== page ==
by Lydia M. Reid
The large West Indian workforce that came to Panama to work on the construction, maintenance, and administration of the Panama Canal once it was open to the world probably never imagined that their dreams of “making good” in the economic sense would, more often than not, turn to visions of penury- a dream turned into a painful reality. Paid on the basis of the minimum “Silver” or “Local” rate many of the Silvermen and their families lived under extremely limited and precarious conditions.
As we’ve seen in our previous article describing the intricacies of the Gold/Silver Roll system, the horizons of the Silvermen and women and their families were institutionally and painfully circumscribed by the dual pay system. They were destined to be born, live and die under impoverished conditions were it not for their organizational genius and their determination to “turn lemons into lemonade.”
The conditions we refer to were underscored by the array of hurdles placed in their way on both sides of the dividing fence. None of the banks established within the American Canal Zone or within the jurisdiction of the Republic of Panama, for example, considered the Westindians worthy subjects of credit. That immediately placed the banking system out of reach to the Westindians. The possibility of retiring with a pension whether through any form of old age benefit or by disability was also virtually impossible. As one can imagine, the implacable financial squeeze in which they were placed resulted in a proliferation of lenders with its accompanying set of abuses.
Among these new enemies to the already stretched pockets of the Silver people were the unethical and usurious practices of the many “financieras” or lending companies that sprang up like spores on the Panamanian scene. This situation further shrank the low purchasing power of the Silver Roll which, in turn, crippled their social welfare network. The white American workers- the Gold Roll- on the other hand, had basically all their social welfare needs met by the Panama Canal Company.
In January 1933 the Silver workers founded “The Silver Employee Death Benefit Association” organized with the express purpose of raising funds through the savings accounts of individual workers to assist their families upon the death of the worker. Although it accumulated a substantial fund, this initiative was not welcome at all levels of employees because it had no further utility after the death of the depositors.
It was Mr. Foster Bournes, a Jamaican by birth and a militant spokesman for the workers, who supported the idea of organizing a cooperative credit union for the non- American workers, in its majority the black Silver Roll, although there were Asian and European members of the Silver Roll. The concept of the cooperative was new in Europe and was being spread throughout the world.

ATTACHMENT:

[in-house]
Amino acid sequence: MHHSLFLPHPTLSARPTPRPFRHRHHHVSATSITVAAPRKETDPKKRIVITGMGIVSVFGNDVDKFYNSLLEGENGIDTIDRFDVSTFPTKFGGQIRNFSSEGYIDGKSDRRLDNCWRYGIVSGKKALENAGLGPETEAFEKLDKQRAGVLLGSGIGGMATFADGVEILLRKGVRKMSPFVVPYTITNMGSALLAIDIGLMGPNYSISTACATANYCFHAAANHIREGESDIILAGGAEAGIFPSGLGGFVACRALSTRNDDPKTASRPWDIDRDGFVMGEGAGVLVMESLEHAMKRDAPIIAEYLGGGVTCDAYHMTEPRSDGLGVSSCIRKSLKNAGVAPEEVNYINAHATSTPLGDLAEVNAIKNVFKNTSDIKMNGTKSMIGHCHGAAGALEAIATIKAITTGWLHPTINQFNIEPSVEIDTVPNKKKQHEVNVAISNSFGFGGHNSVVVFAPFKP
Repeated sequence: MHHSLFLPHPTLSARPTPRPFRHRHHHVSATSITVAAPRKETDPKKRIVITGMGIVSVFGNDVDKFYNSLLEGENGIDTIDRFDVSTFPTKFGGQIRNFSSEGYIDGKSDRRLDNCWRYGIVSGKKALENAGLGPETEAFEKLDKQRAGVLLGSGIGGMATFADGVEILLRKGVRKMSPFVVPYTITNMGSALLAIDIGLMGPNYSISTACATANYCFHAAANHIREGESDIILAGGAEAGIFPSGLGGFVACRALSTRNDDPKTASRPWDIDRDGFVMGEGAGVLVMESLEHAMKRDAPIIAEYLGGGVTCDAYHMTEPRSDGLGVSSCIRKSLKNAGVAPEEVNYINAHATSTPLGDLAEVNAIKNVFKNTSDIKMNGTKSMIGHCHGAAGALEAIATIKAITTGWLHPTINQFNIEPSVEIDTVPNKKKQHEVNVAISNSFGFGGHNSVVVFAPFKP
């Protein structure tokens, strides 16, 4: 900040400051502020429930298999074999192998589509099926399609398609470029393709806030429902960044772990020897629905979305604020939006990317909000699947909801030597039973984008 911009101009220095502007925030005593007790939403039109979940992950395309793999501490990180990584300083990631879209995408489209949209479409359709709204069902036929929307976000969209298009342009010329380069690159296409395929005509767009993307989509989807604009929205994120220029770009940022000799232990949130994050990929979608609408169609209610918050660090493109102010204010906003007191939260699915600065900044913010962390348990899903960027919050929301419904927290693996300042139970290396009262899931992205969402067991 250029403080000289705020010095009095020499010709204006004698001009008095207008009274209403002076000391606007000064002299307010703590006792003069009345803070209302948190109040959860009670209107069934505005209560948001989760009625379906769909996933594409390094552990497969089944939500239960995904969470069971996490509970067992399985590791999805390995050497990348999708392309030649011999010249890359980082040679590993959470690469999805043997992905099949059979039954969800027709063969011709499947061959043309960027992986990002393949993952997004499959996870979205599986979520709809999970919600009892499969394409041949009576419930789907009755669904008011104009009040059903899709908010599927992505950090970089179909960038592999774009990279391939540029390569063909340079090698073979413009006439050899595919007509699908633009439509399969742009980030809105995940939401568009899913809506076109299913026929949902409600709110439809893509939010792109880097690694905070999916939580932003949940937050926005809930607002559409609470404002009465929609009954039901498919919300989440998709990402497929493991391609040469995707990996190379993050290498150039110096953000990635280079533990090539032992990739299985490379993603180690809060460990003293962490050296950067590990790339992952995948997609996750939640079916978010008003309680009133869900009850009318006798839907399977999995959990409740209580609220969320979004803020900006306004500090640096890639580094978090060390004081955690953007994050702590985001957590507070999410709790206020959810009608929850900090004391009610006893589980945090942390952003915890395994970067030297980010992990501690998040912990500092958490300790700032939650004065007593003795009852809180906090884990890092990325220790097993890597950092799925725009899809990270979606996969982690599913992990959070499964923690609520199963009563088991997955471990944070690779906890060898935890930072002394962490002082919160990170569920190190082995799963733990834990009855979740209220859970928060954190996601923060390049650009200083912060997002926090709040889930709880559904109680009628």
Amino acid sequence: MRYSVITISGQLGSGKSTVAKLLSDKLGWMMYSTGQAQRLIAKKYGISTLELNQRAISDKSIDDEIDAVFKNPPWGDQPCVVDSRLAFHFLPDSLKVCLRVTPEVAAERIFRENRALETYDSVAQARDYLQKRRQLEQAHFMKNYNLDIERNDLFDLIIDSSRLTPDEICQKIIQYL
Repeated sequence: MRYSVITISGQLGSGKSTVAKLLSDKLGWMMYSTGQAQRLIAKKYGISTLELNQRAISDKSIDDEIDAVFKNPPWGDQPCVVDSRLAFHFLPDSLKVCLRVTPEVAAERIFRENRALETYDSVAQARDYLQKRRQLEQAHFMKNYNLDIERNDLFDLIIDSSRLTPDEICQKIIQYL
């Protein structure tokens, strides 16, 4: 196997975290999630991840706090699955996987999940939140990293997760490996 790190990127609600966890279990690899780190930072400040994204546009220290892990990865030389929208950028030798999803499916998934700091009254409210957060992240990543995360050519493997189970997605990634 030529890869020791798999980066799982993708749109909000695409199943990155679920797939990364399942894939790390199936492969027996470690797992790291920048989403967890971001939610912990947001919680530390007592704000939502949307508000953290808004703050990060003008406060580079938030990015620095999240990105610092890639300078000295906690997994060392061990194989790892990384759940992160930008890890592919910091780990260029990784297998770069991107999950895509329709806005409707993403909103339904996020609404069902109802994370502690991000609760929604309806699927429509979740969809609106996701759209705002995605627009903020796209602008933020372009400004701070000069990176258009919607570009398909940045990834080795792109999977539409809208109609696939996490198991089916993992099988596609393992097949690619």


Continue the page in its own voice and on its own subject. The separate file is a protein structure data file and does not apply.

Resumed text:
In 1934 the United States adopted a federal law regarding cooperatives and two years later the Americans on the isthmus, organized a cooperative for exclusive use by them, the Gold Roll, barring membership to any non-American worker including the Silver Roll workers. Due to the rigid adherence to this type of sectarianism and exclusion they were not recognized by the American federal government through the Federal Credit Union Act and so the white Canal Zone workers adopted the regulations of the State of Delaware which did protect their charter.
Foster Bournes, knowing of this new banking entity contacted an American co-worker who worked in the same printing press where he labored and fully informed him of the details of this new credit union. He, in turn, transmitted the news to his fellow members of the newly organized Union Local 713 UPW-CIO, who understood the situation and got to work.
Finally, in 1947, supported by the UPW-CIO’s main office, this group obtained the support of Canal Zone Administration and, in the absence of any legal basis or law in Panama or any experience in cooperative law, they managed to get an amendment passed to the Federal Credit Union Act in the U.S. to include the non-Americans in the Canal Zone area with favorable results.
In our next post, we will see how the credit union as well as the basis of the cooperative movement in Panama unfolded directly from the Silver townships of the Panama Canal.
**We are indebted to Mr. Anthony McLean, historian and owner of Etnia Negra de Panama for the background article outlining the history of the cooperative movement in Panama.